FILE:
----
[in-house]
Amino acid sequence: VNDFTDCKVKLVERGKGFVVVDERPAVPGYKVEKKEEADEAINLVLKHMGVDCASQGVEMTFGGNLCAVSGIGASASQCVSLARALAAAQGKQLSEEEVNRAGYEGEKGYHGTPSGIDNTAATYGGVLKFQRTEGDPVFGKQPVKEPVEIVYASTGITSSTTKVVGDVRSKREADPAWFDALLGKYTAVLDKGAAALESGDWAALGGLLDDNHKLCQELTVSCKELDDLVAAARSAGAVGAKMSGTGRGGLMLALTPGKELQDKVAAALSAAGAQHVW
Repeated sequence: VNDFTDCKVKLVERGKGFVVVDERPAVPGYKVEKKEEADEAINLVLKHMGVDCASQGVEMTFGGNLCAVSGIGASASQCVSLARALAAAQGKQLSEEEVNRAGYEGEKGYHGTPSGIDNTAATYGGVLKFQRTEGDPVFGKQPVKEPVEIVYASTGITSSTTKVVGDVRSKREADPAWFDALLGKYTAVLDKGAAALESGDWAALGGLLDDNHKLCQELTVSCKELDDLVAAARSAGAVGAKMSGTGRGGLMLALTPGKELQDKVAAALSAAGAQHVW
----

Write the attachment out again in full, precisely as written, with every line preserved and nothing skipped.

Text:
[in-house]
Amino acid sequence: VNDFTDCKVKLVERGKGFVVVDERPAVPGYKVEKKEEADEAINLVLKHMGVDCASQGVEMTFGGNLCAVSGIGASASQCVSLARALAAAQGKQLSEEEVNRAGYEGEKGYHGTPSGIDNTAATYGGVLKFQRTEGDPVFGKQPVKEPVEIVYASTGITSSTTKVVGDVRSKREADPAWFDALLGKYTAVLDKGAAALESGDWAALGGLLDDNHKLCQELTVSCKELDDLVAAARSAGAVGAKMSGTGRGGLMLALTPGKELQDKVAAALSAAGAQHVW
Repeated sequence: VNDFTDCKVKLVERGKGFVVVDERPAVPGYKVEKKEEADEAINLVLKHMGVDCASQGVEMTFGGNLCAVSGIGASASQCVSLARALAAAQGKQLSEEEVNRAGYEGEKGYHGTPSGIDNTAATYGGVLKFQRTEGDPVFGKQPVKEPVEIVYASTGITSSTTKVVGDVRSKREADPAWFDALLGKYTAVLDKGAAALESGDWAALGGLLDDNHKLCQELTVSCKELDDLVAAARSAGAVGAKMSGTGRGGLMLALTPGKELQDKVAAALSAAGAQHVW